This week, the nonprofit news organization ProPublica released a database of Catholic clergy members “credibly accused of sexual abuse or misconduct.” The database is a collection of lists provided by Catholic dioceses across the United States.
This is the latest chapter in a long story of sexual abuse in the Catholic Church. The Boston Globe’s Spotlight division broke devastating news of abuse in the Boston Archdiocese almost 20 years ago. And just this week a former Dallas-area priest was arrested in Missouri, who, according to a Dallas Police Department search warrant affidavit, admitted to abusing as many as 50 children in the 1980s.
Lexi Churchill is a Scripps Howard research reporting fellow at ProPublica who worked on the project. She says ProPublica collected the lists of credibly accused clergy members after the church made them available following a 2018 Pennsylvania grand jury report.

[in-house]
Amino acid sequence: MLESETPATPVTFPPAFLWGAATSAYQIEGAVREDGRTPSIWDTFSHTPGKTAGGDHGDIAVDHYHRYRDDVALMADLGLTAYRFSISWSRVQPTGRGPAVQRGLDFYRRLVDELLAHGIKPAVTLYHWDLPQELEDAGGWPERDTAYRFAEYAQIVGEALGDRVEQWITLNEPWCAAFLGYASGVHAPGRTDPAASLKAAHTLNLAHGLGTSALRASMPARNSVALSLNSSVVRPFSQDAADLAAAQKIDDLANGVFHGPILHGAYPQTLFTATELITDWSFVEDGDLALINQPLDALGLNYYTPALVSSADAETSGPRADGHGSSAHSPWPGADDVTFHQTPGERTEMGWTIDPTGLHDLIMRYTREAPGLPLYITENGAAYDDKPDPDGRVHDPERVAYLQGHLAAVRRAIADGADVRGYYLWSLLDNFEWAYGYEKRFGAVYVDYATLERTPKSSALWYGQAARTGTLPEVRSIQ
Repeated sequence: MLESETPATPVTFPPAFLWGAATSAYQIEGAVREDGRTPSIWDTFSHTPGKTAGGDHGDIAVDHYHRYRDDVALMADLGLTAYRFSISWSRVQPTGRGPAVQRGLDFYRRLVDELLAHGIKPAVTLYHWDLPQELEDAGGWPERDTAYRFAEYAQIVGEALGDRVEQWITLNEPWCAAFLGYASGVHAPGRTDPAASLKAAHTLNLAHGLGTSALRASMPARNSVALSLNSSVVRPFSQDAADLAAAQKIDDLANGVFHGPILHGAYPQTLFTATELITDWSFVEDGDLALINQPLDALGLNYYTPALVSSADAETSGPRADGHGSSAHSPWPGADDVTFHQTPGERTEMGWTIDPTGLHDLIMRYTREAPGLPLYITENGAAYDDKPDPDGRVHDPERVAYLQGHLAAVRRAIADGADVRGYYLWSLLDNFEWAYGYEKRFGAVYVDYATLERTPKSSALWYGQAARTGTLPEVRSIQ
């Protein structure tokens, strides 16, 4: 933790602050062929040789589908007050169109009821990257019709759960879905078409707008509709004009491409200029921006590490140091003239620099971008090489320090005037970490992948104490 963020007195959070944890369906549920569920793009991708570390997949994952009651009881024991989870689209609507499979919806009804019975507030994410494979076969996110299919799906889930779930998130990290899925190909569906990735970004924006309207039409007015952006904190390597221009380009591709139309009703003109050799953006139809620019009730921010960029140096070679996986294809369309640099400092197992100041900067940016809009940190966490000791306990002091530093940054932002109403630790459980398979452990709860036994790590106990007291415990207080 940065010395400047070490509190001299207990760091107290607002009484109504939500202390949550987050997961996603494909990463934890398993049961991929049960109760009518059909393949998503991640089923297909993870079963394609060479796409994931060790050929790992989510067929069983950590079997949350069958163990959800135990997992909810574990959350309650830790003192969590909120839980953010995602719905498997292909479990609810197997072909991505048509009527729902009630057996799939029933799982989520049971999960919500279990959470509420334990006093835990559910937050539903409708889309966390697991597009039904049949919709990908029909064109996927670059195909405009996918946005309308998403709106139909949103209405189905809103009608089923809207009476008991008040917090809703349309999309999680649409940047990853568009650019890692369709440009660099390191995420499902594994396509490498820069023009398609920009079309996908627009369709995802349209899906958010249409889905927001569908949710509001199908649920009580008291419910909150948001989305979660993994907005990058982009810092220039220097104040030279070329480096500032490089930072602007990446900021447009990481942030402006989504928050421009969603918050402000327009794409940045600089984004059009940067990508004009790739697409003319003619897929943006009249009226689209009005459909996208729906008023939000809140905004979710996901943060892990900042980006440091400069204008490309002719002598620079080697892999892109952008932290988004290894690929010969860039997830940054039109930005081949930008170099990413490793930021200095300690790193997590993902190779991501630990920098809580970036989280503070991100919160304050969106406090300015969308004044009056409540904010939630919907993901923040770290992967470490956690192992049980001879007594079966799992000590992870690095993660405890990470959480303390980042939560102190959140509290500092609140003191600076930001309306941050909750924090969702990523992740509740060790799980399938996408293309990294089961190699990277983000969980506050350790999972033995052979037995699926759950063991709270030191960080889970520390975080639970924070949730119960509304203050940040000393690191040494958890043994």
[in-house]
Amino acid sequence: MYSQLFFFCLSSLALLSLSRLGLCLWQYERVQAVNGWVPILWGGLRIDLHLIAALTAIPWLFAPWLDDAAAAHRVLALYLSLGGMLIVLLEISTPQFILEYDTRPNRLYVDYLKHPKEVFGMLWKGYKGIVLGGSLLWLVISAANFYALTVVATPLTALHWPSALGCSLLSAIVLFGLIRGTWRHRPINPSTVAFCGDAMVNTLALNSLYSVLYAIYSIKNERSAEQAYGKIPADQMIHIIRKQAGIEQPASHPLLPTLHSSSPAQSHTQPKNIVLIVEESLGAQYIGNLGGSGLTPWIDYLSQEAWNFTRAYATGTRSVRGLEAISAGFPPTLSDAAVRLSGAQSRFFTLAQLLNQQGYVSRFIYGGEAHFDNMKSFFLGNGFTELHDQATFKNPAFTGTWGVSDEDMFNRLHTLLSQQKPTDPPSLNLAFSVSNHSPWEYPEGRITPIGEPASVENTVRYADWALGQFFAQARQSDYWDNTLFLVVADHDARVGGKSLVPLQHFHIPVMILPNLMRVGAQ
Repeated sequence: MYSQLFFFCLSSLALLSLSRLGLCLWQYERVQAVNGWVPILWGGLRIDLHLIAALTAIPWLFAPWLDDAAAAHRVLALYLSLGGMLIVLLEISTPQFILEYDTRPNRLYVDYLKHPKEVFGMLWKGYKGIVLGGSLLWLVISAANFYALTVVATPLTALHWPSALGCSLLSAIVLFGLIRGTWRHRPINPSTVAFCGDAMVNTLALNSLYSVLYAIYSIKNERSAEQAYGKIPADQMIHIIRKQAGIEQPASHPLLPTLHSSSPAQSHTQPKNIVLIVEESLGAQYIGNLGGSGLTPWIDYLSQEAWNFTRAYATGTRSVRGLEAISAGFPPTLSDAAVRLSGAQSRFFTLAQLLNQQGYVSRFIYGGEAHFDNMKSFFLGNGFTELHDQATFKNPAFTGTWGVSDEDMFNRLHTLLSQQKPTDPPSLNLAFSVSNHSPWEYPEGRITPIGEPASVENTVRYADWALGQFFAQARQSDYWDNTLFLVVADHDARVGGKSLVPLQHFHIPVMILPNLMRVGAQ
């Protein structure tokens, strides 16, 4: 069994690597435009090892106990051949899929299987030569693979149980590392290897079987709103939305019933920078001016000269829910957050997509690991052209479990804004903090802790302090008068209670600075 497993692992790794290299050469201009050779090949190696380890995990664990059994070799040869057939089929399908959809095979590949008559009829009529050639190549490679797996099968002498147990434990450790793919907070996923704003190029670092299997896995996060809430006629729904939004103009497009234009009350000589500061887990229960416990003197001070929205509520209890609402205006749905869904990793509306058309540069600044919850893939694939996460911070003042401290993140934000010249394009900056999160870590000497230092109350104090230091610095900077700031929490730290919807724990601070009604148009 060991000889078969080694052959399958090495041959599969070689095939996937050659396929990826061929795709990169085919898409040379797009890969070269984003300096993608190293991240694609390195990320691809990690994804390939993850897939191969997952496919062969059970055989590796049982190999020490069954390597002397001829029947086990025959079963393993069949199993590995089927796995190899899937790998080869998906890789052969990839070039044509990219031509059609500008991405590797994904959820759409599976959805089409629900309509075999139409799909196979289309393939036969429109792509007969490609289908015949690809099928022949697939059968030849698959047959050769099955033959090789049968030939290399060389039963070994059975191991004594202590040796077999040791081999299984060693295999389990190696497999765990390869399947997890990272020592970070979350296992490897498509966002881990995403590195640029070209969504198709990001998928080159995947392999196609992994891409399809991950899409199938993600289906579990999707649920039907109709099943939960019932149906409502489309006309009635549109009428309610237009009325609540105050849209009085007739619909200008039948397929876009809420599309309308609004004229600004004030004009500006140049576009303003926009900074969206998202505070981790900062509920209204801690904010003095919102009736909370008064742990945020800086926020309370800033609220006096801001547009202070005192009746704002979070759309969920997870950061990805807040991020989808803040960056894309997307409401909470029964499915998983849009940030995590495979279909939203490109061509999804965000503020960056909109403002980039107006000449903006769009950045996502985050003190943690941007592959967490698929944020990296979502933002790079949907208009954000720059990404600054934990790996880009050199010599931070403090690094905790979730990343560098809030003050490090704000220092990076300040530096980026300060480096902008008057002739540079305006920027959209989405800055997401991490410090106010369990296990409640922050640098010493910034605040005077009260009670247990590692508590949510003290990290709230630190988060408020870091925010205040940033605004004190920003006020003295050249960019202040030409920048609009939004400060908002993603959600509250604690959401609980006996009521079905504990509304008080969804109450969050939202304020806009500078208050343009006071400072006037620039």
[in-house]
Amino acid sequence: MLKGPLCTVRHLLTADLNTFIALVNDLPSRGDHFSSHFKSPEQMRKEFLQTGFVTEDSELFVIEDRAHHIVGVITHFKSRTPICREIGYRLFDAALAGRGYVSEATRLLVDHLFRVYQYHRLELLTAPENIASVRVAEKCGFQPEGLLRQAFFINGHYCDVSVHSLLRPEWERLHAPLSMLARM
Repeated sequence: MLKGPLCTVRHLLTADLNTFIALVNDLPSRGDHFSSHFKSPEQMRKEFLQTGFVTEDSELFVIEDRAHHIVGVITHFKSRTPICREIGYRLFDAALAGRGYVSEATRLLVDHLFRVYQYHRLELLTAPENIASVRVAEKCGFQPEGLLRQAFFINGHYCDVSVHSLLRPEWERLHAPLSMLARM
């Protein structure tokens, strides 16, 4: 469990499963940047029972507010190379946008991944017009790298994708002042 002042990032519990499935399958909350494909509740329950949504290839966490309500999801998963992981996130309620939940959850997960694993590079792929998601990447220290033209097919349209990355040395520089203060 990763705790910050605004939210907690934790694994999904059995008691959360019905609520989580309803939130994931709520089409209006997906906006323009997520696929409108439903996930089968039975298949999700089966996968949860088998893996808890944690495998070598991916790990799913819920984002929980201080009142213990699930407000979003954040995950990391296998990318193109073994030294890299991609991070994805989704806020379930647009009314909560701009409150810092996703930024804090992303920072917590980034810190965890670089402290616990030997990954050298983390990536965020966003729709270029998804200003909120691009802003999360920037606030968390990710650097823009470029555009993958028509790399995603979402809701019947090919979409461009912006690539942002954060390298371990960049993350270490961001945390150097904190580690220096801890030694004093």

“That was really the big watershed moment for the release of these lists,” Churchill says.
But one snag, she says, is that what constitutes a “credible” allegation varies among dioceses.
“‘Credible’ really comes down to what each individual bishop or Catholic leader, themselves, define as a substantiated report of abuse,” Churchill says.
ProPublica put nearly 6,000 names of clergy members into its database, but it found that the church had left off some names based on reports of abuse from other sources. Also, even when a clergy member was named, the church rarely had information about how many people that person abused.
Written by Morgan Kuehler.